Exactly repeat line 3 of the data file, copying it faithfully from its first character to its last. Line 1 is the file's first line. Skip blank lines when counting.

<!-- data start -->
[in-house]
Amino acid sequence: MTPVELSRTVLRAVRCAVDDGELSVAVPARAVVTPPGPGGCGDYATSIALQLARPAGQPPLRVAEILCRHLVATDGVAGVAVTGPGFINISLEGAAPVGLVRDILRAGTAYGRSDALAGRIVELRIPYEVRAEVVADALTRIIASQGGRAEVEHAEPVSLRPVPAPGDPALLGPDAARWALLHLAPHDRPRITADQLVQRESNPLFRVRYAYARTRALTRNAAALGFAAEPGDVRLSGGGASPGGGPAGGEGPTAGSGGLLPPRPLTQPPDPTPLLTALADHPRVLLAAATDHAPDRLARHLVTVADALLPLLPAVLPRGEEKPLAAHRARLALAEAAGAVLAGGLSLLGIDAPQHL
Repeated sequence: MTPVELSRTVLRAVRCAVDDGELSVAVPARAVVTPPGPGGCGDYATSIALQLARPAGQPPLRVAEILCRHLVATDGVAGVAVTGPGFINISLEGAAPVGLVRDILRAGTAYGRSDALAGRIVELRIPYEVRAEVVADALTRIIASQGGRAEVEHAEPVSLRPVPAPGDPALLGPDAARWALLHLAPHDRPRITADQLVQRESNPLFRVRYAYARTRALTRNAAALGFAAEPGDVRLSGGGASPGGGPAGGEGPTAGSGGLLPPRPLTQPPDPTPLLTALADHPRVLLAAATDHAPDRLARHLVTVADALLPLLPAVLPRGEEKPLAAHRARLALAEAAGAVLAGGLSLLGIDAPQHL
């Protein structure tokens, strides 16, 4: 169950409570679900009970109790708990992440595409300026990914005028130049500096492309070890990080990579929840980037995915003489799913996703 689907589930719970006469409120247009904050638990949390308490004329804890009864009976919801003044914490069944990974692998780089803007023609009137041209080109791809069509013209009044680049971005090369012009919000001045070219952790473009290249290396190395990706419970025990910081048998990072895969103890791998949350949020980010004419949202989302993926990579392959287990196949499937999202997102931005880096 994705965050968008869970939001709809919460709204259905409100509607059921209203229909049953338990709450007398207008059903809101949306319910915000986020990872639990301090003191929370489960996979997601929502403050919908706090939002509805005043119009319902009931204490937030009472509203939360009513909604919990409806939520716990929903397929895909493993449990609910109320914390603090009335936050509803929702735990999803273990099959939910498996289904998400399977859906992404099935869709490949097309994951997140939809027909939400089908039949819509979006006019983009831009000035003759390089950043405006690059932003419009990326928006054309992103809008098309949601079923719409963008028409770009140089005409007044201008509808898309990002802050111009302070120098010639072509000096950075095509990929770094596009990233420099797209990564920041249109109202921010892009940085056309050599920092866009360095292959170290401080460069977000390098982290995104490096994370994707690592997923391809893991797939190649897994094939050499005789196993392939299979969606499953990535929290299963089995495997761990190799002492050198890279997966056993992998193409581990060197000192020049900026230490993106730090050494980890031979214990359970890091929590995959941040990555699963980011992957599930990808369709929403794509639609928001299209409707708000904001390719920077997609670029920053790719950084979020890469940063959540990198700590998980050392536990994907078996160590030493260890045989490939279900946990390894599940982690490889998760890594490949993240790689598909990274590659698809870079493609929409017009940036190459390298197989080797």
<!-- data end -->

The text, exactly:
Repeated sequence: MTPVELSRTVLRAVRCAVDDGELSVAVPARAVVTPPGPGGCGDYATSIALQLARPAGQPPLRVAEILCRHLVATDGVAGVAVTGPGFINISLEGAAPVGLVRDILRAGTAYGRSDALAGRIVELRIPYEVRAEVVADALTRIIASQGGRAEVEHAEPVSLRPVPAPGDPALLGPDAARWALLHLAPHDRPRITADQLVQRESNPLFRVRYAYARTRALTRNAAALGFAAEPGDVRLSGGGASPGGGPAGGEGPTAGSGGLLPPRPLTQPPDPTPLLTALADHPRVLLAAATDHAPDRLARHLVTVADALLPLLPAVLPRGEEKPLAAHRARLALAEAAGAVLAGGLSLLGIDAPQHL